Example of using XSLT to import DB info into Word

Here’s a blog entry I just came across where the user is building an XSLT that will transform their data into WordprocessingML (http://dbdesc.com/blog/?p=10). It’s followed up by another post that was made today (http://dbdesc.com/blog/?p=11). This is a cool example of how you can start playing around with the document generation capabilities that come with XML file formats. This is really just the start or course, which is why it’s fun to see.

We’re seeing a lot of people doing similar things. Like I said earlier, we currently have a huge community of developers building solutions on top of Office (about 1 million), and 1/3 of those people are using the XML functionality in Office 2003. That’s 330,000 people developing solutions using Office XML. I can’t wait until we get Office 12 out there, and people can rely on full fidelity XML formats in all three applications (Word, Excel, and PowerPoint).


Comments (5)

  1. Craig Ringer says:

    Personally, I can’t wait for Publisher to move to XML. I’d *love* to be able to generate preconfigured templates for customers on demand, with embedded job tracking info and pre-configured PDF export settings. The amount of back-and-forth with Publisher-using customers this would eliminate would be amazing.

  2. Julie says:

    I’d still love to see some examples posted of repeating elements that also use ancestor nodes and stuff of the sort that is much, much easier to do using xslt than it ever was before. I’m a bit worried that some really great functionality that exists in Word 2003 is being done away with. Of course, I don’t have the beta yet so I’m just squirming in fear here 😉

  3. Craig – You can definitely see that this is an evolution and that not everything is going to happen overnight. We actually started all of this back in Office 2000 with the HTML format, and we’ve finally arrived to a point where three major applications are using XML as their default format. I think you can expect to see this trend continue as there are some really great scenarios in the other applications as well.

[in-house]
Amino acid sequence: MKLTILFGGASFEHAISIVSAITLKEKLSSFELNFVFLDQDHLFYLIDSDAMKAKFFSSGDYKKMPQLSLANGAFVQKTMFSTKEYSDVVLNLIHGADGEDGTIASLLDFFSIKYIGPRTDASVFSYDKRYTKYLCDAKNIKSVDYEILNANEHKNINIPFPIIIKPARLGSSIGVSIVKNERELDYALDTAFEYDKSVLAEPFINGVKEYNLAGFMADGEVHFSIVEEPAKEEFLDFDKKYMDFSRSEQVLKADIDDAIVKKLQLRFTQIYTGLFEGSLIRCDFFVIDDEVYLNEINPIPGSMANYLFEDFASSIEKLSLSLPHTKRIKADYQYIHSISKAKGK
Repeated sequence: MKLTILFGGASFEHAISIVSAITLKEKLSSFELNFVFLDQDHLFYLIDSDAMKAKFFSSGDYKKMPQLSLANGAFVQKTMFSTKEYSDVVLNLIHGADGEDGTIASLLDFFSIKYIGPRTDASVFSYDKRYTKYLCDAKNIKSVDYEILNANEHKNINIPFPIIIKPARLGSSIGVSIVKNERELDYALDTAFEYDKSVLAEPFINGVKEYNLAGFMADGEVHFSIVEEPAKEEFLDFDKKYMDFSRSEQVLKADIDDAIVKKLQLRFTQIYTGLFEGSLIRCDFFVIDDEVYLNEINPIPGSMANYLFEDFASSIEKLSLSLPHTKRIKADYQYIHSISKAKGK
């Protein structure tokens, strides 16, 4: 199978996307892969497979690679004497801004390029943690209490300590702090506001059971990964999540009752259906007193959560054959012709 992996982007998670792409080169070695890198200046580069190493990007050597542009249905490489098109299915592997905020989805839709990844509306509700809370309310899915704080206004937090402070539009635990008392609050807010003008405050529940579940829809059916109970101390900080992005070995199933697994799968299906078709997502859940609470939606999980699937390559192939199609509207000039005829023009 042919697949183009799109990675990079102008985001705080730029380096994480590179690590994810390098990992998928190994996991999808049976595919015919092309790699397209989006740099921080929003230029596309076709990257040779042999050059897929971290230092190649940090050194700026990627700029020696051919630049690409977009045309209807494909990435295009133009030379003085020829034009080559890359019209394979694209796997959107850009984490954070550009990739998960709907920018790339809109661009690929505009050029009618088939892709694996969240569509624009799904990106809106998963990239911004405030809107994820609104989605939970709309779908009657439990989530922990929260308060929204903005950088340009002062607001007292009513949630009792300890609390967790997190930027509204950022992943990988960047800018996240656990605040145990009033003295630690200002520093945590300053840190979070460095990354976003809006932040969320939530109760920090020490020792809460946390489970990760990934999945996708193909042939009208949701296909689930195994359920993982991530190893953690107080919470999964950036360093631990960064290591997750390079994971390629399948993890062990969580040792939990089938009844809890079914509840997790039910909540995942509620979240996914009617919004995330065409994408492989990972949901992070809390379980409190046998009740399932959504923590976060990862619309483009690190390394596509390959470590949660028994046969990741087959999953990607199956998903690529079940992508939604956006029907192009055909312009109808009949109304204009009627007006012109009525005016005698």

Julie – I’m wondering what you think would go away that was in Office 2003? We’ll continue to support all those older scenarios, and XSLT will definitely still play an important role. As we talked about at PDC though, we’ve done a lot of work so that a large portion of the scenarios that required XSLT will no longer need them (the mappings can just be built directly into the Word document). That doesn’t mean XSLT will go away though, it just won’t always be necessary.


  4. I’m one of those people using SpreadsheetML generated by my own code. One worry I have: whether some of the "neat" features like Tables will be supported by Office 12 using the old Excel 2003 SpreadsheetML format. Why do I care? Because I want my apps to emit pure XML for an entire workbook, NOT have to create multiple files on the server and zip them, etc.

  5. Richard, there will also be a single XML file equivalent for the new format. Instead of a ZIP package with multiple "parts" (ie files), you can use an XML file as the package and just store each "part" in it’s own node. Binary parts would have to be base64 encoded, and the XML parts would just be XML. Will that get you what you want?